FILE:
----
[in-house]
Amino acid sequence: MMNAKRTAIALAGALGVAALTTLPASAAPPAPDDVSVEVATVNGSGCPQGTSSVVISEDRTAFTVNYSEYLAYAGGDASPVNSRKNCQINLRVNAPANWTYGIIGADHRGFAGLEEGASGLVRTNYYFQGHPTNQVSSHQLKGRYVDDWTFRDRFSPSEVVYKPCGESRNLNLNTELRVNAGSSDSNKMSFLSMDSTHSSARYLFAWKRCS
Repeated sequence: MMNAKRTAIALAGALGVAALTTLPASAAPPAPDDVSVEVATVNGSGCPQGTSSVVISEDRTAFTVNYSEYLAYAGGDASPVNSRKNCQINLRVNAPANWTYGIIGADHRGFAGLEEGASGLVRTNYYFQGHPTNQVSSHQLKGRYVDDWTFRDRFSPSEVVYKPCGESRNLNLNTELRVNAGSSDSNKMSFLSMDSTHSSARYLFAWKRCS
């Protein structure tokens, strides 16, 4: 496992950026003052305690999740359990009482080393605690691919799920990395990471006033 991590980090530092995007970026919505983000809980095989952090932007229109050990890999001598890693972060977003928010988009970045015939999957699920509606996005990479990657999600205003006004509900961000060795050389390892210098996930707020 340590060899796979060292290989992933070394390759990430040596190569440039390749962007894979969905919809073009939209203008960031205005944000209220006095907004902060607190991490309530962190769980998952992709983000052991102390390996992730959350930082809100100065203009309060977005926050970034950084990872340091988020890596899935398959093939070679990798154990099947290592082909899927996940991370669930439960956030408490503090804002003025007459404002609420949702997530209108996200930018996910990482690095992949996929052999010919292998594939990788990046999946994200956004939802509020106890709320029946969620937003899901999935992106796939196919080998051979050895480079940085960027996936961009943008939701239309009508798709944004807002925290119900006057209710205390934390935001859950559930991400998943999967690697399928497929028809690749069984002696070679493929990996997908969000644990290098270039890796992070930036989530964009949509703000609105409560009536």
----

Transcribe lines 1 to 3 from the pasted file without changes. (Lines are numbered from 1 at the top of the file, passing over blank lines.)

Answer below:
[in-house]
Amino acid sequence: MMNAKRTAIALAGALGVAALTTLPASAAPPAPDDVSVEVATVNGSGCPQGTSSVVISEDRTAFTVNYSEYLAYAGGDASPVNSRKNCQINLRVNAPANWTYGIIGADHRGFAGLEEGASGLVRTNYYFQGHPTNQVSSHQLKGRYVDDWTFRDRFSPSEVVYKPCGESRNLNLNTELRVNAGSSDSNKMSFLSMDSTHSSARYLFAWKRCS
Repeated sequence: MMNAKRTAIALAGALGVAALTTLPASAAPPAPDDVSVEVATVNGSGCPQGTSSVVISEDRTAFTVNYSEYLAYAGGDASPVNSRKNCQINLRVNAPANWTYGIIGADHRGFAGLEEGASGLVRTNYYFQGHPTNQVSSHQLKGRYVDDWTFRDRFSPSEVVYKPCGESRNLNLNTELRVNAGSSDSNKMSFLSMDSTHSSARYLFAWKRCS